Friday, 14 October 2016



"Having loved his own, He loved them unto the end."— John xiii. 1.

CHARITY is certainly the first of Christian virtues. And hence can one be surprised that the Eucharist, which preserves and increases in us the virtues of Christianity, should be also, and before all, the fertile source of charity.

But charity applies to many different objects. Inasmuch as it signifies the love which we owe to God and our neighbour, it is the first command which is imposed upon us ; and already, when speaking to you of the relations which God has placed between the Eucharist and the heart, I told you how our heart easily becomes charitable under the influence of the Eucharist. But in a less general sense, charity means that virtue which leads us to take pity on the poor, to succour him with intelligence and zeal. It is of this charity that I would now speak to you.

How should the Eucharist be a stranger to it? The Saviour only concealed Himself under the Eucharistic species through pity for us; and it is thus that He invites us to show ourselves merciful with respect to the poor. But not only does the Eucharist exhort us to show mercy, It renders it sweeter and easier.

I will remind you here of one of our former conversations on the Eucharist and Labour. I said to you that if labour is for us a burden and a weariness, the Eucharist consoles and refreshes us. The exercise of charity is a labour, 0 Christian soul, admirable but difficult labour which demands extreme ardour ! Fear not, however. The Eucharist promises us Its help, and the difficulties will vanish for you at the foot of the tabernacle.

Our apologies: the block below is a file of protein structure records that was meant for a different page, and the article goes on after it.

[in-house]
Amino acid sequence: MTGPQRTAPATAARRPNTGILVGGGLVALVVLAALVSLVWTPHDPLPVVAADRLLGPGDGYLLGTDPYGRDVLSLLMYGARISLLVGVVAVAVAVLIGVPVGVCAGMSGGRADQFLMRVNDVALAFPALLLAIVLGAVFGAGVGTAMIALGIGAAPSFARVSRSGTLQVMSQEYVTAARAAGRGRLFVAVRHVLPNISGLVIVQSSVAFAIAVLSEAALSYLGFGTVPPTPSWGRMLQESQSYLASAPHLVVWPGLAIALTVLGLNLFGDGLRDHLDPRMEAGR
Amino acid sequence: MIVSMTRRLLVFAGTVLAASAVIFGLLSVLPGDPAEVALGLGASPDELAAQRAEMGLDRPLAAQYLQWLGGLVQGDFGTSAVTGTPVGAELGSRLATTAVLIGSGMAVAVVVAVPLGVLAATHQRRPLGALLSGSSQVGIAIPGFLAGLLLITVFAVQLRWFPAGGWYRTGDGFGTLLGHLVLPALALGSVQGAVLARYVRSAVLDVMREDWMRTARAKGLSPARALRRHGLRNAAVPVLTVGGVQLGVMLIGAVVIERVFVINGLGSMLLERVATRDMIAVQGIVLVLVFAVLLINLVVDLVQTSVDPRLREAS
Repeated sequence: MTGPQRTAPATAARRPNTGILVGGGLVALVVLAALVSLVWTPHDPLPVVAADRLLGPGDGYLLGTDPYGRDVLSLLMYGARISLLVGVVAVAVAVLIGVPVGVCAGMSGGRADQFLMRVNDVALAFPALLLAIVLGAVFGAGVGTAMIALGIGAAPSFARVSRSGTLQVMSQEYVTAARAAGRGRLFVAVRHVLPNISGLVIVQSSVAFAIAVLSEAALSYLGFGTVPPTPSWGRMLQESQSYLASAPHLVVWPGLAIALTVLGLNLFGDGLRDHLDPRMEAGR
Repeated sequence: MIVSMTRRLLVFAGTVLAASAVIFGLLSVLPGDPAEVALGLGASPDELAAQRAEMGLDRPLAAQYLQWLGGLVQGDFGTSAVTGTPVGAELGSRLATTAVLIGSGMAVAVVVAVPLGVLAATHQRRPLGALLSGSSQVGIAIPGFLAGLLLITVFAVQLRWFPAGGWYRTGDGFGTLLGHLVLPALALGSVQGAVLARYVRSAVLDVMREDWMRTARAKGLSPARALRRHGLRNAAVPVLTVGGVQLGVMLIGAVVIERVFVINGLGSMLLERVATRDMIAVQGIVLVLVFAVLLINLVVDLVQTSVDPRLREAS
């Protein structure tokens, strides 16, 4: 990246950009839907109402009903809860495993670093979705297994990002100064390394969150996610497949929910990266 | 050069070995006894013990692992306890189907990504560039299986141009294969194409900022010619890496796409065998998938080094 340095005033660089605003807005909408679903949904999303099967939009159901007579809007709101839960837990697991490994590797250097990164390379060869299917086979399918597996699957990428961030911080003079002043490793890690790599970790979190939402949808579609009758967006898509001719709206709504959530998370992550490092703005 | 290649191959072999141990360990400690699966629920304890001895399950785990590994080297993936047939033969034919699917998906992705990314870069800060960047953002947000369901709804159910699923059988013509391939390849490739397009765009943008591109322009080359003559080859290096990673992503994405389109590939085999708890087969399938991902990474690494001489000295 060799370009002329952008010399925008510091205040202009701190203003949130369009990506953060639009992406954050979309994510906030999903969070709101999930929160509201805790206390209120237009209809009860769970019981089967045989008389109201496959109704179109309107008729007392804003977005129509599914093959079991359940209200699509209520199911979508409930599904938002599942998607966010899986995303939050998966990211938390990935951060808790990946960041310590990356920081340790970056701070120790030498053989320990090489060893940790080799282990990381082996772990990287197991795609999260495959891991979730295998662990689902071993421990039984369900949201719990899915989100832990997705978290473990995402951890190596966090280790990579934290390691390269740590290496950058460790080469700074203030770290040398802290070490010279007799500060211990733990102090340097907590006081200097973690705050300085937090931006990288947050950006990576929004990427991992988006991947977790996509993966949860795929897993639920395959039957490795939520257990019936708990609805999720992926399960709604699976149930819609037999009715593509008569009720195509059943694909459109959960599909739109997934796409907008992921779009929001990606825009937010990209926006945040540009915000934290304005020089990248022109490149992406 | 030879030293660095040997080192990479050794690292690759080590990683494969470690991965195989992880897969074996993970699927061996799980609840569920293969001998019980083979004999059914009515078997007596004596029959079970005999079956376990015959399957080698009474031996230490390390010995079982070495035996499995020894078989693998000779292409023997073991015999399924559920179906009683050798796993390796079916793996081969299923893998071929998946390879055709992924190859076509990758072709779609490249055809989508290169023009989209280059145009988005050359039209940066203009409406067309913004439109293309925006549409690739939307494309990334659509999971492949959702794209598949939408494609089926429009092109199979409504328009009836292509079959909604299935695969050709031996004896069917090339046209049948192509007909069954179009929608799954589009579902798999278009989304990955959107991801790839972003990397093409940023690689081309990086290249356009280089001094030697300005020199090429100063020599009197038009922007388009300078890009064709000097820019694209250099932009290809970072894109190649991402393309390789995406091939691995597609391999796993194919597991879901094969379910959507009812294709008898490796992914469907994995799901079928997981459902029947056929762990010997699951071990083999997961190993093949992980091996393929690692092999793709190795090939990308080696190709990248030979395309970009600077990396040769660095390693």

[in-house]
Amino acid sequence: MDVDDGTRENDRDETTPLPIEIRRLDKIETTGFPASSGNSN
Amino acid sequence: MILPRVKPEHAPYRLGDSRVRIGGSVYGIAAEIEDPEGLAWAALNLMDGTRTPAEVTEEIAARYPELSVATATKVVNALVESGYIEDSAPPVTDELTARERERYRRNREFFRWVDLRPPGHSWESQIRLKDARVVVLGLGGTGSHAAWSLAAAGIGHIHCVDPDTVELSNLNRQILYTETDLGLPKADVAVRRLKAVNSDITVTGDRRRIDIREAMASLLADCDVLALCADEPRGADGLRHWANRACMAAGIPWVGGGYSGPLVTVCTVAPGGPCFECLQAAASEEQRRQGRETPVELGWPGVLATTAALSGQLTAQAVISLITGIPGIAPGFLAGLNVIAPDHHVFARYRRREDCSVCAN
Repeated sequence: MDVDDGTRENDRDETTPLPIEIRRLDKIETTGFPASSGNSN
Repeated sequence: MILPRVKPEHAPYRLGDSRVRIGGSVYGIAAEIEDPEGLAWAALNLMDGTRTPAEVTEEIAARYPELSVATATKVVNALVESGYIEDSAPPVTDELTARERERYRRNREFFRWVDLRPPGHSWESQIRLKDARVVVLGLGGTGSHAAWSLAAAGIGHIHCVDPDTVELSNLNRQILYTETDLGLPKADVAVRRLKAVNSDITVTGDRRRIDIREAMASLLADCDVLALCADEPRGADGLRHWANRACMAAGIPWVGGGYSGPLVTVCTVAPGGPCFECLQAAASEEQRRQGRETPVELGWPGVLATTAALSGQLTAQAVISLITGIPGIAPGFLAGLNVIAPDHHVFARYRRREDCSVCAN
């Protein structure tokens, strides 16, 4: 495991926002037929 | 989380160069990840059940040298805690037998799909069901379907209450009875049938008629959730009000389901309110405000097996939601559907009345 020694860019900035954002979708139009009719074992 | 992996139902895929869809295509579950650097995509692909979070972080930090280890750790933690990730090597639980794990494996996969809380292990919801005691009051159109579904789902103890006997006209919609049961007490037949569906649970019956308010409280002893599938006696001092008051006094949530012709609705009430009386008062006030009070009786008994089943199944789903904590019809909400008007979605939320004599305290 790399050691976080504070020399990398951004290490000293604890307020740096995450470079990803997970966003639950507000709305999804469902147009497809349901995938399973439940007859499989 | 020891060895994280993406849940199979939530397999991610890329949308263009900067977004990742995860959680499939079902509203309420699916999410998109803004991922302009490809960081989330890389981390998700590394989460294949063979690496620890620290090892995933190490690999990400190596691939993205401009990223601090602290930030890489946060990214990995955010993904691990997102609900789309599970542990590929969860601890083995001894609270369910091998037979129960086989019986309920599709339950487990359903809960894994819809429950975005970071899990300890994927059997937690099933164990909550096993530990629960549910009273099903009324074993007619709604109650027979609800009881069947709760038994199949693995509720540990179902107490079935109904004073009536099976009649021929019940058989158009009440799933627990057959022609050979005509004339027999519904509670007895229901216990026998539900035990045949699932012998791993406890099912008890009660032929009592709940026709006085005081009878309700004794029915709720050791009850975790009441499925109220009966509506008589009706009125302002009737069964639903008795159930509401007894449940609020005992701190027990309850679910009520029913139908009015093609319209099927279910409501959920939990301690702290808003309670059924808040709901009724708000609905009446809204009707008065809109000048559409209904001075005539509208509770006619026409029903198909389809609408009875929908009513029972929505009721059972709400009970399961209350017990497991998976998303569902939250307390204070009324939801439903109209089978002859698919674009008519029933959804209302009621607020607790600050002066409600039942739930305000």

And firstly, is it indeed true that charity is a labour ? Yes, doubtless, and I could almost dare to say that it should be for you the labour of every day, and one of the most habitual occupations of your life. Do not complain of this, O Christian soul, for if you are commanded to give yourself to this labour, it is that Providence has been more prodigal to you of Its gifts. And, besides, I could not recommend to you a more sweet and useful employment of your time. Charity is a labour. I acknowledge that all charity does not merit this beautiful name. Thus, for example, to take a piece of money from one's purse, to give to the poor man who passes, is not a labour. This can be done while walking, and without much trouble. This costs us little, and brings little also back in return. But to occupy oneself actively for the poor with zeal and perseverance, and —to express my thought more definitely—to - devote oneself to one of those works which the industrious charity of the Church ceases not to invent every day in favour of those who are unhappy, this charity is a labour. Work and labour are the same thing. The labourer does his work when he ploughs his furrow, the artisan does his work when he planes a plank or cuts stones, the artist does his work when he paints on his canvas or when he sculptures his marble. Well, then, charity has equally its works, more great, more noble, more holy. To raise the poor from his misery, to shelter and nourish him when he is an orphan; to sit by his bedside when he is ill; to sustain and support him in old age; to procure for him in this world a better existence; to secure for him in heaven infinite happiness; these are the works, but this is also the labour, of charity. This labour, is it difficult ? Ah! I acknowledge that it is accompanied by consolation and joy ; and yet, I fear not to affirm it, yes, this labour is difficult, and I would now first show you the difficulties of it.